What Makes a Seasonal Wine?
There are frequent references in wine articles and wine books to "seasonal" wines — wines that are better for summer, fall, winter, or spring. How can a wine be better suited to one season rather than another? What makes one wine more of a "summer wine" but another more of a "winter wine"?
There is no simple formula for wines being seasonal; instead, it's a question of what wines feel like and how a wine pairs not just with food, but also with the surrounding temperature or weather.
Another important consideration in what makes a wine a summer wine or a winter wine is the temperature at which the wine is best served. If a wine is best served a little warmer, then it's a better wine to drink during the cold winter months when you probably don't want a cold drink. If a wine is best served colder, then it's a better wine to drink during the hot summer months when a colder drink is more welcome and more refreshing.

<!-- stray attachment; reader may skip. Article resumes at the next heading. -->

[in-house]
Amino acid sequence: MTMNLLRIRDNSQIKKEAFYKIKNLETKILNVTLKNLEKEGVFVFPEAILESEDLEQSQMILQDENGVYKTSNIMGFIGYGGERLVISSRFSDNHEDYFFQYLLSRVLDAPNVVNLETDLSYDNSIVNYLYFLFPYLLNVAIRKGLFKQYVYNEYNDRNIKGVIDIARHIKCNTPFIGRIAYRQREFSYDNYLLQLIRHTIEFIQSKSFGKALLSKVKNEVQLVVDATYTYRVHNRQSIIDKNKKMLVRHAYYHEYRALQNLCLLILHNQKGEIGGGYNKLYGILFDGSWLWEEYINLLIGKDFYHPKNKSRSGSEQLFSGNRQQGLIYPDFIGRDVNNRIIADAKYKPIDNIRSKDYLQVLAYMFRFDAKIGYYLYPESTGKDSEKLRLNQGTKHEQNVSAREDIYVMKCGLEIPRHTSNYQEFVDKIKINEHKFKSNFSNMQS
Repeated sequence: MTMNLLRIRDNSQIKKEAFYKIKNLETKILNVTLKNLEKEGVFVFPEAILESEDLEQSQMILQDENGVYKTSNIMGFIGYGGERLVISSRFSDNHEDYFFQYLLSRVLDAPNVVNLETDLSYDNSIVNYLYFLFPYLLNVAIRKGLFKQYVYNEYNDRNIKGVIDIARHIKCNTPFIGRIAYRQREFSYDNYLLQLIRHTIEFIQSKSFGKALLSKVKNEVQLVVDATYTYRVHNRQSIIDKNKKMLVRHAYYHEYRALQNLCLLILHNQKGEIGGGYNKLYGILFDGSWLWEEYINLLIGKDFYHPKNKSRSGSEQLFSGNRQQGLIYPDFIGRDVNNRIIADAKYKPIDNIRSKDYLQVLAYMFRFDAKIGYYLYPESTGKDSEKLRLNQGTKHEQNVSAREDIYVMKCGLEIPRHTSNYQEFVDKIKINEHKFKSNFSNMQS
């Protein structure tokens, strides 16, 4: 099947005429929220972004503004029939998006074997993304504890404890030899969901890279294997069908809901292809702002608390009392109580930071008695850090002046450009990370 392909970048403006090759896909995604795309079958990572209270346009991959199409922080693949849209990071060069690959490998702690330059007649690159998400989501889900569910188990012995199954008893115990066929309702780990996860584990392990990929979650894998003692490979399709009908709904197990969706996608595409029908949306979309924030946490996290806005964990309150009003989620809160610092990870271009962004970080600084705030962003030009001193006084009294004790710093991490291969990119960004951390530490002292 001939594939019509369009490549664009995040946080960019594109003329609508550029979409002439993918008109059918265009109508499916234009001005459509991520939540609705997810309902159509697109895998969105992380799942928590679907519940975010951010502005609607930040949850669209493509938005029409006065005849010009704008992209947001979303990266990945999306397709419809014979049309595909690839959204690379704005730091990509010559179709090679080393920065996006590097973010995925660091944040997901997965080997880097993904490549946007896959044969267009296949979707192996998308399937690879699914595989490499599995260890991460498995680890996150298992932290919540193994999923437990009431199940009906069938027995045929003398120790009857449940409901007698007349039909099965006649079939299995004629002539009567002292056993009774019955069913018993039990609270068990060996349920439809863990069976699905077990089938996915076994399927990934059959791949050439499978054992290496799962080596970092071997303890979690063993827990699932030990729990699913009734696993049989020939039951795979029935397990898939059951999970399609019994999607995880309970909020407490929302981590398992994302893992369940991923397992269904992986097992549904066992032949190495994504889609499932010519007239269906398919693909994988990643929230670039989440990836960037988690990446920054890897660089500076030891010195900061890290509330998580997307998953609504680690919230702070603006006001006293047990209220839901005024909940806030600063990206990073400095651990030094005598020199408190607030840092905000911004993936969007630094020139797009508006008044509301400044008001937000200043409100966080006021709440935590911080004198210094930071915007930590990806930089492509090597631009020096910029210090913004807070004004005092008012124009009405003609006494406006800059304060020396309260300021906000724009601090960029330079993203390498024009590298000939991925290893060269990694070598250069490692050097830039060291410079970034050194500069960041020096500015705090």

Fortunately, this closely matches the differences we find when taking into account wine pairing with food: the wines that go best with heavier winter foods are also best served a little warmer while the wines that pair best with lighter summer foods are also best served a little colder. You don't want a Cabernet Sauvignon that's been chilled as cold as champagne and you don't want a Riesling served at room temperature — especially the temperature of a room in the middle of summer!
Another wine temperature factor to keep in mind is that there are wines which are actually meant to be served after they have been heated, not simply served "a little warmer," as in room temperature. Heated wine drinks, which include mulled wine and mead, are traditionally drunk during the cold winter months when hot beverages of all sorts become popular. You don't drink hot chocolate during the middle of summer so of course you're not going to find many people drinking hot mulled wine during the summer either.